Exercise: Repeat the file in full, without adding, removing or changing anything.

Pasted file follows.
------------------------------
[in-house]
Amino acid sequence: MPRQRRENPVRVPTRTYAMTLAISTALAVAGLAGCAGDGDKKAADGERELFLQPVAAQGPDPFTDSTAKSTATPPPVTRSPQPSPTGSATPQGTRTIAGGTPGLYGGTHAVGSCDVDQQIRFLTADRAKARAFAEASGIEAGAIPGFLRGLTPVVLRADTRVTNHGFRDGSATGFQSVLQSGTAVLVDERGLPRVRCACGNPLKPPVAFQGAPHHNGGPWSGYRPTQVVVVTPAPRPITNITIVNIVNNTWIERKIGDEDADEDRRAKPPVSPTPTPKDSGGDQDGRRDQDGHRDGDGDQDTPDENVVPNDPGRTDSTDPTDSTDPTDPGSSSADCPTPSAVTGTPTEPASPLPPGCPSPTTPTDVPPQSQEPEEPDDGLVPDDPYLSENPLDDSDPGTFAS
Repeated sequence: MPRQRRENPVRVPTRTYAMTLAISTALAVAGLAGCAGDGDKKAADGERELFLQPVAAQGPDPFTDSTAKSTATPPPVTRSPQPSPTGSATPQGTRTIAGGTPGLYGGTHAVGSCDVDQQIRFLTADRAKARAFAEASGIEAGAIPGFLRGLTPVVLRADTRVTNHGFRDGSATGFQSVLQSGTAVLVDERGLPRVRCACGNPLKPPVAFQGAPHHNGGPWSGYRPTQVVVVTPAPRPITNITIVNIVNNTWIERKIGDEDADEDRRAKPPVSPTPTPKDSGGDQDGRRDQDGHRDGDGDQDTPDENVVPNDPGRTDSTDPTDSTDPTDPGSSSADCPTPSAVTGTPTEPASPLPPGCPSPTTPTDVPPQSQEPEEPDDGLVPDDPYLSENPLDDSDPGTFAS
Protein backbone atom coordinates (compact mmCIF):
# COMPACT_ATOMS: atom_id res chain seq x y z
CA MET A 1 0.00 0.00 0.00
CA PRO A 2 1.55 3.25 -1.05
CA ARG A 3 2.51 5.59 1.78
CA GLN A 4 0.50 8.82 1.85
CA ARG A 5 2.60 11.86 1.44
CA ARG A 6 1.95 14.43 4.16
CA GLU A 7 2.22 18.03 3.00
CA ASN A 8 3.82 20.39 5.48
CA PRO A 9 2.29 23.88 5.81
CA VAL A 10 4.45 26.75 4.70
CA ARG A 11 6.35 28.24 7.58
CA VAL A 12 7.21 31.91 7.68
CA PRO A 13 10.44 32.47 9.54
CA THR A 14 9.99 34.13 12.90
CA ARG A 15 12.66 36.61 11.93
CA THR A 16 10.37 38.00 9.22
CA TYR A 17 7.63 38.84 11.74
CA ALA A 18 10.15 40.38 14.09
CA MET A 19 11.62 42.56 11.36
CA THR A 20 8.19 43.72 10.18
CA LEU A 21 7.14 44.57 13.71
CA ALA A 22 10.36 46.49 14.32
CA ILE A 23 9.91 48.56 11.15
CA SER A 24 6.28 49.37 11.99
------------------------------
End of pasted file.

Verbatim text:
[in-house]
Amino acid sequence: MPRQRRENPVRVPTRTYAMTLAISTALAVAGLAGCAGDGDKKAADGERELFLQPVAAQGPDPFTDSTAKSTATPPPVTRSPQPSPTGSATPQGTRTIAGGTPGLYGGTHAVGSCDVDQQIRFLTADRAKARAFAEASGIEAGAIPGFLRGLTPVVLRADTRVTNHGFRDGSATGFQSVLQSGTAVLVDERGLPRVRCACGNPLKPPVAFQGAPHHNGGPWSGYRPTQVVVVTPAPRPITNITIVNIVNNTWIERKIGDEDADEDRRAKPPVSPTPTPKDSGGDQDGRRDQDGHRDGDGDQDTPDENVVPNDPGRTDSTDPTDSTDPTDPGSSSADCPTPSAVTGTPTEPASPLPPGCPSPTTPTDVPPQSQEPEEPDDGLVPDDPYLSENPLDDSDPGTFAS
Repeated sequence: MPRQRRENPVRVPTRTYAMTLAISTALAVAGLAGCAGDGDKKAADGERELFLQPVAAQGPDPFTDSTAKSTATPPPVTRSPQPSPTGSATPQGTRTIAGGTPGLYGGTHAVGSCDVDQQIRFLTADRAKARAFAEASGIEAGAIPGFLRGLTPVVLRADTRVTNHGFRDGSATGFQSVLQSGTAVLVDERGLPRVRCACGNPLKPPVAFQGAPHHNGGPWSGYRPTQVVVVTPAPRPITNITIVNIVNNTWIERKIGDEDADEDRRAKPPVSPTPTPKDSGGDQDGRRDQDGHRDGDGDQDTPDENVVPNDPGRTDSTDPTDSTDPTDPGSSSADCPTPSAVTGTPTEPASPLPPGCPSPTTPTDVPPQSQEPEEPDDGLVPDDPYLSENPLDDSDPGTFAS
Protein backbone atom coordinates (compact mmCIF):
# COMPACT_ATOMS: atom_id res chain seq x y z
CA MET A 1 0.00 0.00 0.00
CA PRO A 2 1.55 3.25 -1.05
CA ARG A 3 2.51 5.59 1.78
CA GLN A 4 0.50 8.82 1.85
CA ARG A 5 2.60 11.86 1.44
CA ARG A 6 1.95 14.43 4.16
CA GLU A 7 2.22 18.03 3.00
CA ASN A 8 3.82 20.39 5.48
CA PRO A 9 2.29 23.88 5.81
CA VAL A 10 4.45 26.75 4.70
CA ARG A 11 6.35 28.24 7.58
CA VAL A 12 7.21 31.91 7.68
CA PRO A 13 10.44 32.47 9.54
CA THR A 14 9.99 34.13 12.90
CA ARG A 15 12.66 36.61 11.93
CA THR A 16 10.37 38.00 9.22
CA TYR A 17 7.63 38.84 11.74
CA ALA A 18 10.15 40.38 14.09
CA MET A 19 11.62 42.56 11.36
CA THR A 20 8.19 43.72 10.18
CA LEU A 21 7.14 44.57 13.71
CA ALA A 22 10.36 46.49 14.32
CA ILE A 23 9.91 48.56 11.15
CA SER A 24 6.28 49.37 11.99